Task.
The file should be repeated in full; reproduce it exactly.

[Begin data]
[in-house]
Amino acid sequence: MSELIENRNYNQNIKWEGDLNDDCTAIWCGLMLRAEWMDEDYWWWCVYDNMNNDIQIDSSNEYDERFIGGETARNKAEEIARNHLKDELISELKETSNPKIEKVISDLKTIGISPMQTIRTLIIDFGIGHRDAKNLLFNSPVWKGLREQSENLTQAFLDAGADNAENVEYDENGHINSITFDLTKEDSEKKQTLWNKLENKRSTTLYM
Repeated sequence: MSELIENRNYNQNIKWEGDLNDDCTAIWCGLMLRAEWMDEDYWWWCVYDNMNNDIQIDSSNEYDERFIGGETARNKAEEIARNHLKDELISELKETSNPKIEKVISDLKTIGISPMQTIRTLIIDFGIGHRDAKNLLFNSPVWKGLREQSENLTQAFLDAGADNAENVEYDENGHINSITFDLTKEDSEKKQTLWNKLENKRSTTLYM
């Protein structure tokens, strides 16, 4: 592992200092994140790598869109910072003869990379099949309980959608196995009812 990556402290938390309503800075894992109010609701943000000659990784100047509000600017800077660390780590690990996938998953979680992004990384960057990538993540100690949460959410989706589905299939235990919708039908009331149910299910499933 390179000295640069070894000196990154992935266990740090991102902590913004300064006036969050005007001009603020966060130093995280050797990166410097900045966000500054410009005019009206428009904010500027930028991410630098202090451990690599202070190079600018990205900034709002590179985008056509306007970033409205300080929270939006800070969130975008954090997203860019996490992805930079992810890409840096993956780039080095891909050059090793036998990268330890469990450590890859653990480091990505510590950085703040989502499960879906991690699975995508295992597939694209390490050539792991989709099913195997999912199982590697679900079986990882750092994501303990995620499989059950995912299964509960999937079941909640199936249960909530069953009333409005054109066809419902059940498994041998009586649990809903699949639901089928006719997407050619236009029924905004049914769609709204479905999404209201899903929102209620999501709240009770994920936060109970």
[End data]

[in-house]
Amino acid sequence: MSELIENRNYNQNIKWEGDLNDDCTAIWCGLMLRAEWMDEDYWWWCVYDNMNNDIQIDSSNEYDERFIGGETARNKAEEIARNHLKDELISELKETSNPKIEKVISDLKTIGISPMQTIRTLIIDFGIGHRDAKNLLFNSPVWKGLREQSENLTQAFLDAGADNAENVEYDENGHINSITFDLTKEDSEKKQTLWNKLENKRSTTLYM
Repeated sequence: MSELIENRNYNQNIKWEGDLNDDCTAIWCGLMLRAEWMDEDYWWWCVYDNMNNDIQIDSSNEYDERFIGGETARNKAEEIARNHLKDELISELKETSNPKIEKVISDLKTIGISPMQTIRTLIIDFGIGHRDAKNLLFNSPVWKGLREQSENLTQAFLDAGADNAENVEYDENGHINSITFDLTKEDSEKKQTLWNKLENKRSTTLYM
């Protein structure tokens, strides 16, 4: 592992200092994140790598869109910072003869990379099949309980959608196995009812 990556402290938390309503800075894992109010609701943000000659990784100047509000600017800077660390780590690990996938998953979680992004990384960057990538993540100690949460959410989706589905299939235990919708039908009331149910299910499933 390179000295640069070894000196990154992935266990740090991102902590913004300064006036969050005007001009603020966060130093995280050797990166410097900045966000500054410009005019009206428009904010500027930028991410630098202090451990690599202070190079600018990205900034709002590179985008056509306007970033409205300080929270939006800070969130975008954090997203860019996490992805930079992810890409840096993956780039080095891909050059090793036998990268330890469990450590890859653990480091990505510590950085703040989502499960879906991690699975995508295992597939694209390490050539792991989709099913195997999912199982590697679900079986990882750092994501303990995620499989059950995912299964509960999937079941909640199936249960909530069953009333409005054109066809419902059940498994041998009586649990809903699949639901089928006719997407050619236009029924905004049914769609709204479905999404209201899903929102209620999501709240009770994920936060109970």